The CRJ can be flown quite a bit faster than the CJ-4 ... up to Mach 0.82, but Mach 0.76 or 0.78 would be more typical and economical. The CJ-4 is limited to Mach 0.74

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Jim Barrett

Licensed Airframe & Powerplant Mechanic, Avionics, Electrical & Air Data Systems Specialist. Qualified on: Falcon 900, CRJ-200, Dornier 328-100, Hawker 850XP and 1000, Lear 35, 45, 55 and 60, Gulfstream IV and 550, Embraer 135, Beech Premiere and 400A, MD-80.

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1 hour ago, Gridley said:

Does anyone know if it's supposed to have a fully functional realistic FMC?

The existing P3D version does, though some functions are not quite “right”. Hopefully they are working on refining some of those features for the MSFS version. 


Jim Barrett

Licensed Airframe & Powerplant Mechanic, Avionics, Electrical & Air Data Systems Specialist. Qualified on: Falcon 900, CRJ-200, Dornier 328-100, Hawker 850XP and 1000, Lear 35, 45, 55 and 60, Gulfstream IV and 550, Embraer 135, Beech Premiere and 400A, MD-80.

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10 minutes ago, JRBarrett said:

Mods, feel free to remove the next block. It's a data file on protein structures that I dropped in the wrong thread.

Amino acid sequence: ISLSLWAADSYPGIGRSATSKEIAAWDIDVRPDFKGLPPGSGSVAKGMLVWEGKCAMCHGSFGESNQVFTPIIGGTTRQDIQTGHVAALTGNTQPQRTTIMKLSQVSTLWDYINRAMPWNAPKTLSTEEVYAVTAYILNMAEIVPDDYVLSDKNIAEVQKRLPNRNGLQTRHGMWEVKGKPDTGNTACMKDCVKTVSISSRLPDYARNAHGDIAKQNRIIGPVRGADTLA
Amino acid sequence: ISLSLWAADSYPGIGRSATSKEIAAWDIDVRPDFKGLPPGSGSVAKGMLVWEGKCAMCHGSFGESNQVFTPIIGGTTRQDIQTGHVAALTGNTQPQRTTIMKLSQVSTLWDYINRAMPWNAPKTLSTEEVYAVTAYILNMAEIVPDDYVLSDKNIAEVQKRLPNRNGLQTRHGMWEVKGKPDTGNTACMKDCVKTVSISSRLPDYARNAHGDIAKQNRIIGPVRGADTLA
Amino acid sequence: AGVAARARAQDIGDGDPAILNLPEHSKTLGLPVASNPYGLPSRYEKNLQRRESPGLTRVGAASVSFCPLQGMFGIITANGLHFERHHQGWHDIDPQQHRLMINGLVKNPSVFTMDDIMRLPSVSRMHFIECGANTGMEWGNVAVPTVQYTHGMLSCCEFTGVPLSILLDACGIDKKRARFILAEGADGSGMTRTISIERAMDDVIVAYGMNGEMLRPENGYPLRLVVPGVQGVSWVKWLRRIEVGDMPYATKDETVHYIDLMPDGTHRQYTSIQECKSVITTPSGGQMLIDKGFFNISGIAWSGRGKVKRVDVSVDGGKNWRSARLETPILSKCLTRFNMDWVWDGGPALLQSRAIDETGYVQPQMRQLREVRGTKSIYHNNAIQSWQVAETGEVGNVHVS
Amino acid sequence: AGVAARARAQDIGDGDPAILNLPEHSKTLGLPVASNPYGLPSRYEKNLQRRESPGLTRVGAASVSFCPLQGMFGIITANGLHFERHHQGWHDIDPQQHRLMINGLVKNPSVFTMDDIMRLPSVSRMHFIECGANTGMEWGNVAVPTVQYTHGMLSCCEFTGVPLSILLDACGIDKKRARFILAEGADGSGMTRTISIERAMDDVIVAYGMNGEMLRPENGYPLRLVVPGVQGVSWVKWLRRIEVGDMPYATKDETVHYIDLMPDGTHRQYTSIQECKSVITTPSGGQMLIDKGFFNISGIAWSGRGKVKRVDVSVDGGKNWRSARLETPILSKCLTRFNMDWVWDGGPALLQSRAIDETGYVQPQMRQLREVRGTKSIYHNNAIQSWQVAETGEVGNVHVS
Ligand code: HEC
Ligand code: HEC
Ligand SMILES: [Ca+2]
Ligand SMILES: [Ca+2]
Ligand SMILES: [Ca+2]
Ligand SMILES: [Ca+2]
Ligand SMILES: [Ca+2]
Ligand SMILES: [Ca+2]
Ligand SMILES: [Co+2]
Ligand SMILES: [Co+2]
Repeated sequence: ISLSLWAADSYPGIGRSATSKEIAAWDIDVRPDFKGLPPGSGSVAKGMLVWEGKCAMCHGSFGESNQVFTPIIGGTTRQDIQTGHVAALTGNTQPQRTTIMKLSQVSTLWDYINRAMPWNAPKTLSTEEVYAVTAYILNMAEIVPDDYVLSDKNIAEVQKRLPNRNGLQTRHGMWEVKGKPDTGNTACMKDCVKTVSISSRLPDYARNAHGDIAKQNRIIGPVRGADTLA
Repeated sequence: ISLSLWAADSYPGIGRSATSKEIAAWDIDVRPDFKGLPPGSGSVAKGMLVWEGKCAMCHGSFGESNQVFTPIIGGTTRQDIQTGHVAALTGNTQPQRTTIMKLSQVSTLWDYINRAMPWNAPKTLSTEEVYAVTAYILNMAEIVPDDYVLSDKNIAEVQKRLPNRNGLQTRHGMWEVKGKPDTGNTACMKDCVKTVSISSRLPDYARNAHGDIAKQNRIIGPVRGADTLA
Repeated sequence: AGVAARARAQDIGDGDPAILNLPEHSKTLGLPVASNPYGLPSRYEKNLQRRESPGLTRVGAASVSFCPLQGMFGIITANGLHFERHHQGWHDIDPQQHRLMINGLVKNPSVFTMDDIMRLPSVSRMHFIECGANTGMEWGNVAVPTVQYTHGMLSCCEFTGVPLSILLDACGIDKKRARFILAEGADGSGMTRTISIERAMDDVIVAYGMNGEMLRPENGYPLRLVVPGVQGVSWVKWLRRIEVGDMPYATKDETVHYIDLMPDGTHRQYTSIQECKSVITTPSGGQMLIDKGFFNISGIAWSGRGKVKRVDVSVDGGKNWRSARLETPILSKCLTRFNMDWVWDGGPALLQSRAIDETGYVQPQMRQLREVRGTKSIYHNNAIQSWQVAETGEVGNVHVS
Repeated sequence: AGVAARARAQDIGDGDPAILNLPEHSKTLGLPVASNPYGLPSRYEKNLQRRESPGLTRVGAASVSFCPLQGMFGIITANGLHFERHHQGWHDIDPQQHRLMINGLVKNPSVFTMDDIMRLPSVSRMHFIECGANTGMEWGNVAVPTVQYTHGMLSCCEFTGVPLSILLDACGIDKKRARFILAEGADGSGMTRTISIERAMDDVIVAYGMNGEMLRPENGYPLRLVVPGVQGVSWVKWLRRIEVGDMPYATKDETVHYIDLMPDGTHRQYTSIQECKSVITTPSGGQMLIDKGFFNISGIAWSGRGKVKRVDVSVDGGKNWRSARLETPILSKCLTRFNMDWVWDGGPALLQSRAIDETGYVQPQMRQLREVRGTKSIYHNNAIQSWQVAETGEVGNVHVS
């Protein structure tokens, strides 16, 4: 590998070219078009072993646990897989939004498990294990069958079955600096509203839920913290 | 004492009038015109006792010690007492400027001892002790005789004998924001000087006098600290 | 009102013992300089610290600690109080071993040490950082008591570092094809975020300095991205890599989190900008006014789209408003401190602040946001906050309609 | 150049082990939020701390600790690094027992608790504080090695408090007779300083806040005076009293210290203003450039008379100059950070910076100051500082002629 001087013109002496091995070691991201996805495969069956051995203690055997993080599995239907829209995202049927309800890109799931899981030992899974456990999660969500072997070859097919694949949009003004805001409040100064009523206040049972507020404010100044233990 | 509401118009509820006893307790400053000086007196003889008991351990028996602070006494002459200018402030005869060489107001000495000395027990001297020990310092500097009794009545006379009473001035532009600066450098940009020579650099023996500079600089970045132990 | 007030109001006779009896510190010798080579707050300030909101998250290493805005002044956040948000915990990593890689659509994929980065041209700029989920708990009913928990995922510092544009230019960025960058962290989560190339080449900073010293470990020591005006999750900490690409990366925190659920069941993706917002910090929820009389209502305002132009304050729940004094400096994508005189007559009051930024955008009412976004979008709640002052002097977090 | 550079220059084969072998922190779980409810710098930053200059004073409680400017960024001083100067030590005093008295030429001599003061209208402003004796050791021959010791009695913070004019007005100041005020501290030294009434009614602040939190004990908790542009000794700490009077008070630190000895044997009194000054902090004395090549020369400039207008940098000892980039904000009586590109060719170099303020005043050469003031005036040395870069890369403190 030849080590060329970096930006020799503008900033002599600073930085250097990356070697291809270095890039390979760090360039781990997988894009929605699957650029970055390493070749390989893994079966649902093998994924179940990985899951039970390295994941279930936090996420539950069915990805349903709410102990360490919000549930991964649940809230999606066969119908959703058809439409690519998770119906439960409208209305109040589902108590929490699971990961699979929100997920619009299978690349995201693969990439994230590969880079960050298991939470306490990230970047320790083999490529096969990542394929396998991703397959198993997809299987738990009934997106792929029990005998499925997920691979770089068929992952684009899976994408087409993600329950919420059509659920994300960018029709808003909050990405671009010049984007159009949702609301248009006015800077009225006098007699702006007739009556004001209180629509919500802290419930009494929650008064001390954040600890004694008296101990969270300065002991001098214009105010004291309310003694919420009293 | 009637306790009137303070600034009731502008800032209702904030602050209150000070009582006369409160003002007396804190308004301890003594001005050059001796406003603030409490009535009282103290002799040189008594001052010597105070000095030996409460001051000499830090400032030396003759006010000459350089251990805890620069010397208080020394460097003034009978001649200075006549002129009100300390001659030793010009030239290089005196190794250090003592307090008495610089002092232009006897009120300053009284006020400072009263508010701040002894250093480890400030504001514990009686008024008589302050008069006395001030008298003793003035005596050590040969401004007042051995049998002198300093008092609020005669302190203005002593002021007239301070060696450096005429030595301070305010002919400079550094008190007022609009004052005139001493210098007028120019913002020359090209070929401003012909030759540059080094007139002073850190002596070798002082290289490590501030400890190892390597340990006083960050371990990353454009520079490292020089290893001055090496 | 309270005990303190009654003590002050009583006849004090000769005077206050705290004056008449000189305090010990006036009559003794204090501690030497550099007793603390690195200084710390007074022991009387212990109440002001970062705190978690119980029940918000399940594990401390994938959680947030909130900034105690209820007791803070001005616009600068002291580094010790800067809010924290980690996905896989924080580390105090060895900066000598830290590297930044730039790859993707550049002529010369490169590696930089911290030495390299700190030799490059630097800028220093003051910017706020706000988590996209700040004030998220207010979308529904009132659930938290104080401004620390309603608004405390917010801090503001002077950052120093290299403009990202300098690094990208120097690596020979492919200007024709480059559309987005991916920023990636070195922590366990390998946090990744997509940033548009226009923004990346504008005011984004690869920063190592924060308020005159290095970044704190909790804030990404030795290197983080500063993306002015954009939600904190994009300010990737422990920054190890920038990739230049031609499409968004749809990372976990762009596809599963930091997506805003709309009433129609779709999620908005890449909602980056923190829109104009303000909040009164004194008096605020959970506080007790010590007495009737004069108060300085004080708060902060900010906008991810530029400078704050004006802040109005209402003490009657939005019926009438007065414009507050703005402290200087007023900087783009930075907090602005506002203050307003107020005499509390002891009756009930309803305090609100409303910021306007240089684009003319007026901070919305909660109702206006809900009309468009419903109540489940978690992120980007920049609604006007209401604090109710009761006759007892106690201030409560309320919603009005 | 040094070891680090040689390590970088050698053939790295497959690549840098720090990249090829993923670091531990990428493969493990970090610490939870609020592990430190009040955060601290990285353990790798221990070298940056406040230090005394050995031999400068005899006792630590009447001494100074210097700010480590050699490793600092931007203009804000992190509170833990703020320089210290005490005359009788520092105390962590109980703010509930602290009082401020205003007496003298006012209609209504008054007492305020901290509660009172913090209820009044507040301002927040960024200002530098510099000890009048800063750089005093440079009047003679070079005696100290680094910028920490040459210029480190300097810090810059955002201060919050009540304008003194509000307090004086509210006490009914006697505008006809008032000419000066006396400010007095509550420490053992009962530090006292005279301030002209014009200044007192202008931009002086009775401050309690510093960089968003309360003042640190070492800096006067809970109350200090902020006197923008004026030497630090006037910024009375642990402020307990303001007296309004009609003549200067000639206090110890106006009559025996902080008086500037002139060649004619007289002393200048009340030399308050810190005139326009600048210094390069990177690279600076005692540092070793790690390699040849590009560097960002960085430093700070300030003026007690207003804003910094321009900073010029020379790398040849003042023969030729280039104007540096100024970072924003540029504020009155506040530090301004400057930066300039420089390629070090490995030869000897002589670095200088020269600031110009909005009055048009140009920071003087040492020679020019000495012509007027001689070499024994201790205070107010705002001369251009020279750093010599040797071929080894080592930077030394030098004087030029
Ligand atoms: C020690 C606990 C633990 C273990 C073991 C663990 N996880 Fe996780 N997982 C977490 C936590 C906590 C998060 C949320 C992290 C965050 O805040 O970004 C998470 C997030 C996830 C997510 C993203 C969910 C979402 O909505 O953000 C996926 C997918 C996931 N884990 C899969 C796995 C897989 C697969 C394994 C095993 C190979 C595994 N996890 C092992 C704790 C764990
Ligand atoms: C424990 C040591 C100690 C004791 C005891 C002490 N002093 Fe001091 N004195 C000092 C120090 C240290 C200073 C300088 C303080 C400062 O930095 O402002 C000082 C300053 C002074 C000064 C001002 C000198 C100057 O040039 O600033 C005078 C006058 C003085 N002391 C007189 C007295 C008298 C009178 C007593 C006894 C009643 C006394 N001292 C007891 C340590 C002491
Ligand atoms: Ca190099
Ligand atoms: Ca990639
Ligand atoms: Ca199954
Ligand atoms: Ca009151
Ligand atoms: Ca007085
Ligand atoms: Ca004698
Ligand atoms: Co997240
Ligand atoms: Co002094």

The CRJ can be flown quite a bit faster than the CJ-4 ... up to Mach 0.82, but Mach 0.76 or 0.78 would be more typical and economical. The CJ-4 is limited to Mach 0.74

Yup, the CRJ and the CJ4 are quite similar in terms of avionics and systems. Not that it really matters, but the CJ4 Mmo is actually M0.77 and it is typically cruised right at or just below 0.77 (people flying private jets see no reason to not ride the red line).


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1 minute ago, cwburnett said:

Yup, the CRJ and the CJ4 are quite similar in terms of avionics and systems. Not that it really matters, but the CJ4 Mmo is actually M0.77 and it is typically cruised right at or just below 0.77 (people flying private jets see no reason to not ride the red line).

Yes, in flying the WT CJ, I typically keep it pretty close to the line!


Jim Barrett

Licensed Airframe & Powerplant Mechanic, Avionics, Electrical & Air Data Systems Specialist. Qualified on: Falcon 900, CRJ-200, Dornier 328-100, Hawker 850XP and 1000, Lear 35, 45, 55 and 60, Gulfstream IV and 550, Embraer 135, Beech Premiere and 400A, MD-80.

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So basically the CJ4 is a baby CRJ with more advanced avionics? And if you know how to fly and operate a CJ4 then you would be right at home in a CRJ?

Edited by captain420

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1 hour ago, captain420 said:

So basically the CJ4 is a baby CRJ with more advanced avionics? And if you know how to fly and operate a CJ4 then you would be right at home in a CRJ?

Depends which CRJ as to the equipment it has on the flight deck, but also as to how and where they operate. The CRJ700/550 depicted in this new Aerosoft version is not the older CRJ 700 variant, it is the very latest one with the very latest avionics, so if you are familiar with modern jet avionics you'll not have any trouble with the CRJ.